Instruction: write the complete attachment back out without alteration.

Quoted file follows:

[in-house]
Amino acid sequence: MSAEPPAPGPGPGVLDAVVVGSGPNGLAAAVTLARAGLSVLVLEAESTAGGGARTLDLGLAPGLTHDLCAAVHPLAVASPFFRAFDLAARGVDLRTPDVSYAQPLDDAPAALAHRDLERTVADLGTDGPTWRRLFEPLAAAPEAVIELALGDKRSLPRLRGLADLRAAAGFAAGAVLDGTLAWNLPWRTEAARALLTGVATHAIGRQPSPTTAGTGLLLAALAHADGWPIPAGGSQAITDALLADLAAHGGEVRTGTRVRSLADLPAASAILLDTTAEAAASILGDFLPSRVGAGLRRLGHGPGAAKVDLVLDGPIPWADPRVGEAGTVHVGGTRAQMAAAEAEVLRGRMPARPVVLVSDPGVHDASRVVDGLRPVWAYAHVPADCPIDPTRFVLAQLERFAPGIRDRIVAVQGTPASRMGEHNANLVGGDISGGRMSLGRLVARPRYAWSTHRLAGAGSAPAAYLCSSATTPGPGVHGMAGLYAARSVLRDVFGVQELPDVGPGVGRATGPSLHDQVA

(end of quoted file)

[in-house]
Amino acid sequence: MSAEPPAPGPGPGVLDAVVVGSGPNGLAAAVTLARAGLSVLVLEAESTAGGGARTLDLGLAPGLTHDLCAAVHPLAVASPFFRAFDLAARGVDLRTPDVSYAQPLDDAPAALAHRDLERTVADLGTDGPTWRRLFEPLAAAPEAVIELALGDKRSLPRLRGLADLRAAAGFAAGAVLDGTLAWNLPWRTEAARALLTGVATHAIGRQPSPTTAGTGLLLAALAHADGWPIPAGGSQAITDALLADLAAHGGEVRTGTRVRSLADLPAASAILLDTTAEAAASILGDFLPSRVGAGLRRLGHGPGAAKVDLVLDGPIPWADPRVGEAGTVHVGGTRAQMAAAEAEVLRGRMPARPVVLVSDPGVHDASRVVDGLRPVWAYAHVPADCPIDPTRFVLAQLERFAPGIRDRIVAVQGTPASRMGEHNANLVGGDISGGRMSLGRLVARPRYAWSTHRLAGAGSAPAAYLCSSATTPGPGVHGMAGLYAARSVLRDVFGVQELPDVGPGVGRATGPSLHDQVA